Once upon a war, the British Broadcasting Corporation aired the likes of George Orwell, T. S. Eliot, and Winston Churchill, proudly hailed the valor of the RAF, and extolled the virtues of the Western world. That was then; this is 2007, the epoch of the Beeb, a synonym for mendacity, spinelessness, and political correctness.
Recently, the BBC allowed a blatantly anti-Semitic posting to remain on its website for days. The message from someone using the alias “Iron Naz” read: “Zionism is a racist ideology where jews are given supremacy over all other races and faiths.” Only after complaints from Jewish organizations was the item removed. Then a popular BBC children’s show held a faked phone-in competition. The show led its viewers to believe that the competition was open to the public and that members of the television audience were making the calls. In fact, the winning caller was a member of the production team.
To complete the picture, the BBC presented footage suggesting that Queen Elizabeth II had stormed out of a sitting with celebrity photographer Annie Leibovitz. (Actually, the queen was filmed complaining about her crowded schedule before the two women ever met.) When the gaffe was exposed, the Beeb issued an official statement: “In this trailer there is a sequence that implies that the Queen left a sitting prematurely. This was not the case and the actual sequence of events was misrepresented. The BBC would like to apologize to both the Queen and Annie Leibovitz for any upset this may have caused.”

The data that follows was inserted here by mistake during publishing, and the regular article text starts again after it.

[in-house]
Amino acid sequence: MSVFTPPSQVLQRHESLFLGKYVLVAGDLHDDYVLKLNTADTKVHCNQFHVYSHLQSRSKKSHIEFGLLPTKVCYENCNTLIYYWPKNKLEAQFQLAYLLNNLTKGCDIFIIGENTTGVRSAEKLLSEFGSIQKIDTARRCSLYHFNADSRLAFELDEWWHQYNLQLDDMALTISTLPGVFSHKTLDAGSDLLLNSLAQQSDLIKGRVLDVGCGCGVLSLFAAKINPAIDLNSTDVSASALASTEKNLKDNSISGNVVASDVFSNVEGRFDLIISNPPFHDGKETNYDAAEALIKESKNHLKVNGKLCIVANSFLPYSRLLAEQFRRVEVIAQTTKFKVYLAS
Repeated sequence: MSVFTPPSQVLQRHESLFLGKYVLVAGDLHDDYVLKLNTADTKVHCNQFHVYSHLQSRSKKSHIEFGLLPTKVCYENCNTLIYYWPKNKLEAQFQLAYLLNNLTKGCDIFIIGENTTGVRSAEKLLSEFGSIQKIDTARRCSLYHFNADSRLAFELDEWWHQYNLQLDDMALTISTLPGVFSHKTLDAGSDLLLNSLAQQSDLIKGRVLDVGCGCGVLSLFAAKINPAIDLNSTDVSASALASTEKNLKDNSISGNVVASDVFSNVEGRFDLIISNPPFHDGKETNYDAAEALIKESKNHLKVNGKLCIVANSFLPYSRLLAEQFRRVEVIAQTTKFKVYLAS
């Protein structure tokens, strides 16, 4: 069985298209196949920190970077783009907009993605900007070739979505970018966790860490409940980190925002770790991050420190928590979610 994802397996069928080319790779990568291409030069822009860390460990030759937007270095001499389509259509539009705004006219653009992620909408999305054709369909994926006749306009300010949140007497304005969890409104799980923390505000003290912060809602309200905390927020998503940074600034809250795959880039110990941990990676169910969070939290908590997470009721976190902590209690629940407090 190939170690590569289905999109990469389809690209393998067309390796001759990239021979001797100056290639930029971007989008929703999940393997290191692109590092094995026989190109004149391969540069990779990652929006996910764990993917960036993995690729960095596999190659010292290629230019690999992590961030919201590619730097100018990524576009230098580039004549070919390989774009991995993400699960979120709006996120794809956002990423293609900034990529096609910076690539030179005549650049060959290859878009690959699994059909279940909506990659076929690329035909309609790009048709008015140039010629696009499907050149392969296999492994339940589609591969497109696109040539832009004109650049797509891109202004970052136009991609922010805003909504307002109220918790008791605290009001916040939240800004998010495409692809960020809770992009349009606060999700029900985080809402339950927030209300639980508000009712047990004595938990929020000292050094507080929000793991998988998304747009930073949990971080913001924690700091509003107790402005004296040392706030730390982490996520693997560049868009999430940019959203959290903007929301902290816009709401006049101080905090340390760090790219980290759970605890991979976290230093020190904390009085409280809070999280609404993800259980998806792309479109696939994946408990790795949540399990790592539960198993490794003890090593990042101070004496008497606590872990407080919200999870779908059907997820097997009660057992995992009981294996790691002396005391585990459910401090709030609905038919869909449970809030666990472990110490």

But wait—there’s more! Under pressure from BBC suits, a drama called Casualty recently made a chilling alteration to one of its scripts. According to reports, the show’s stars “won’t be dealing with an explosion caused by Islamic extremists in case it offends Muslims. Now the bomb will be set off by animal rights campaigners instead.”
Translation: folks like People for the Ethical Treatment of Animals may be notorious for offensive demonstrations and statements. They famously dumped a dead raccoon on the table of Anna Wintour, Vogue’s editor in chief, for promoting the use of fur in fashion, and threw pies at her on various occasions. But they don’t detonate bombs in subways, behead those whose beliefs are different, instigate riots and murders because of some impudent cartoons, demand special schools to preach hatred to the young, or condemn those outside their orbit as infidels. Thus, in a strange judo move, the Beeb turned the annoying but nonviolent into murderous villains, and gave the real enemy of Western civilization a pass.
It should come as no surprise, though, to see the BBC in its present state of disgrace. This is, after all, the corporation whose newsreader Anna Ford has just quit because of the Beeb’s “atmosphere of fear”; whose Newsnight presenter, Jeremy Paxman, states that his employer suffers from a “catastrophic, collective loss of nerve”; and whose editor, Peter Barron, complains about the BBC’s incessant harping on unproved global warming. It is “not the corporation’s job to save the planet,” he says. The Beeb’s future appears to be as bleak as November in London.